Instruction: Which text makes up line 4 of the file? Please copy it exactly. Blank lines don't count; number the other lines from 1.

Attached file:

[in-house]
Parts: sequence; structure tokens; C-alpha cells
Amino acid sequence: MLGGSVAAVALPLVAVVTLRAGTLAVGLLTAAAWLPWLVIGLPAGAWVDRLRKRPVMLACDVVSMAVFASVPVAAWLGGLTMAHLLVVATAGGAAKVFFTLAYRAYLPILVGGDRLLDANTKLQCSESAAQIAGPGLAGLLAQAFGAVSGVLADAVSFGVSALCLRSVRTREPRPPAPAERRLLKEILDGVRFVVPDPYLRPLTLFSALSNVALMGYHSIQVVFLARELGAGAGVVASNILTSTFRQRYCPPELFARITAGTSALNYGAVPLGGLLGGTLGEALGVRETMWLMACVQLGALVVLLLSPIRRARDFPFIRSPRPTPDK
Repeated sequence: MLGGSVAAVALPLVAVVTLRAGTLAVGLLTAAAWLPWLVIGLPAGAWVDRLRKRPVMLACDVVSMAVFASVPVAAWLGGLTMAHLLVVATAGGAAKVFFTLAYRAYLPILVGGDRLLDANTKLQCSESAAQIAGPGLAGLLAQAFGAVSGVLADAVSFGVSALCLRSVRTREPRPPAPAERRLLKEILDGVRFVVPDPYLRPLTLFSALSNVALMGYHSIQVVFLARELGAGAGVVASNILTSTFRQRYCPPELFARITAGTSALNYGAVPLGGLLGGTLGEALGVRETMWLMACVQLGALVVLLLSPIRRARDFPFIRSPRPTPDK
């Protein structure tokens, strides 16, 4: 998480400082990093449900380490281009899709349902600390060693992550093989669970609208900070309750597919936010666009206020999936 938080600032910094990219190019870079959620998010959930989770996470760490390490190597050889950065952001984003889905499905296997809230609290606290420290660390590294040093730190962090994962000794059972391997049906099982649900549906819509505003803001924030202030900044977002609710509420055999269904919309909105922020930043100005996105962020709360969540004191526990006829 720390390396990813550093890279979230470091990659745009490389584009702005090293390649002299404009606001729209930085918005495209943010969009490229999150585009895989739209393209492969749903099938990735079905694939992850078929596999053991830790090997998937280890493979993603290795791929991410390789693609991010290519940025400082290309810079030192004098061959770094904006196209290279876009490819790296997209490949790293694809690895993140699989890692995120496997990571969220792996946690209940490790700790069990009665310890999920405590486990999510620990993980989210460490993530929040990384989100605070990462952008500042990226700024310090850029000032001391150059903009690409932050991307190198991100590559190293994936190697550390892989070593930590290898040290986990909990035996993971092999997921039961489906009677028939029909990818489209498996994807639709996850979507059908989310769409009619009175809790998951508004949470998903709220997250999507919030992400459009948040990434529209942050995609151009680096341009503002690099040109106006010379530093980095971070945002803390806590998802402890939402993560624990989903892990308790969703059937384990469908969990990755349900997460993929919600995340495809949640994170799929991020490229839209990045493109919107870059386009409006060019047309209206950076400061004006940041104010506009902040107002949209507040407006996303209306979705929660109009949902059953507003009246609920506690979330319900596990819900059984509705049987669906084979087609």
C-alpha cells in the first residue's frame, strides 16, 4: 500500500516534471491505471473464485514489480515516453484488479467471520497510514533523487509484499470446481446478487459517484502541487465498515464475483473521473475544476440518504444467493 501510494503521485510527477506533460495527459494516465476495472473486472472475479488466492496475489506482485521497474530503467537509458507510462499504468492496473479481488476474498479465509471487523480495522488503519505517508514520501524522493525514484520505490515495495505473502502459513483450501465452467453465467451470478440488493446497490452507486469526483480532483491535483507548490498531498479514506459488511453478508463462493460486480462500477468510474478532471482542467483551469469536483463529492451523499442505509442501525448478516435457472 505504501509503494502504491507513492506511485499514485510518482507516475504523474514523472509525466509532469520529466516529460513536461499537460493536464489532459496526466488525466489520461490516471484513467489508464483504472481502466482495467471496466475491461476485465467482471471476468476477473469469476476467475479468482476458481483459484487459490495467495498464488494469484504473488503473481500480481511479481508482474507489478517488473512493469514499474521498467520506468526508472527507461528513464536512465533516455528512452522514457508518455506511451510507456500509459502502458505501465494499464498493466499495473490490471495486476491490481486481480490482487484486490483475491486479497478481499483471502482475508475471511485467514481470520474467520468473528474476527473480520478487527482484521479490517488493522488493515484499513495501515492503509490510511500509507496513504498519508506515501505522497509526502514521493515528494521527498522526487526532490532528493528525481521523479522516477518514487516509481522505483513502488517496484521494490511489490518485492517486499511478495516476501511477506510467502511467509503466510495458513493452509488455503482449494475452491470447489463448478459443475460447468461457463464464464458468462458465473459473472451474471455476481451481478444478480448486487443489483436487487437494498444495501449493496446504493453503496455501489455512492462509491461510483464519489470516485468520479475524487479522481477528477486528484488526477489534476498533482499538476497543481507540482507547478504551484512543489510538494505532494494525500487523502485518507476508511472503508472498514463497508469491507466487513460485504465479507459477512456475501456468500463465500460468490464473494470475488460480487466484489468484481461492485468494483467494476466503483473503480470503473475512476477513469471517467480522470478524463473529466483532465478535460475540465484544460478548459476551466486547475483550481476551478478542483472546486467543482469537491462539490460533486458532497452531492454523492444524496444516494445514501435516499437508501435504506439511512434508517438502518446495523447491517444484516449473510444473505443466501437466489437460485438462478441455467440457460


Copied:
Repeated sequence: MLGGSVAAVALPLVAVVTLRAGTLAVGLLTAAAWLPWLVIGLPAGAWVDRLRKRPVMLACDVVSMAVFASVPVAAWLGGLTMAHLLVVATAGGAAKVFFTLAYRAYLPILVGGDRLLDANTKLQCSESAAQIAGPGLAGLLAQAFGAVSGVLADAVSFGVSALCLRSVRTREPRPPAPAERRLLKEILDGVRFVVPDPYLRPLTLFSALSNVALMGYHSIQVVFLARELGAGAGVVASNILTSTFRQRYCPPELFARITAGTSALNYGAVPLGGLLGGTLGEALGVRETMWLMACVQLGALVVLLLSPIRRARDFPFIRSPRPTPDK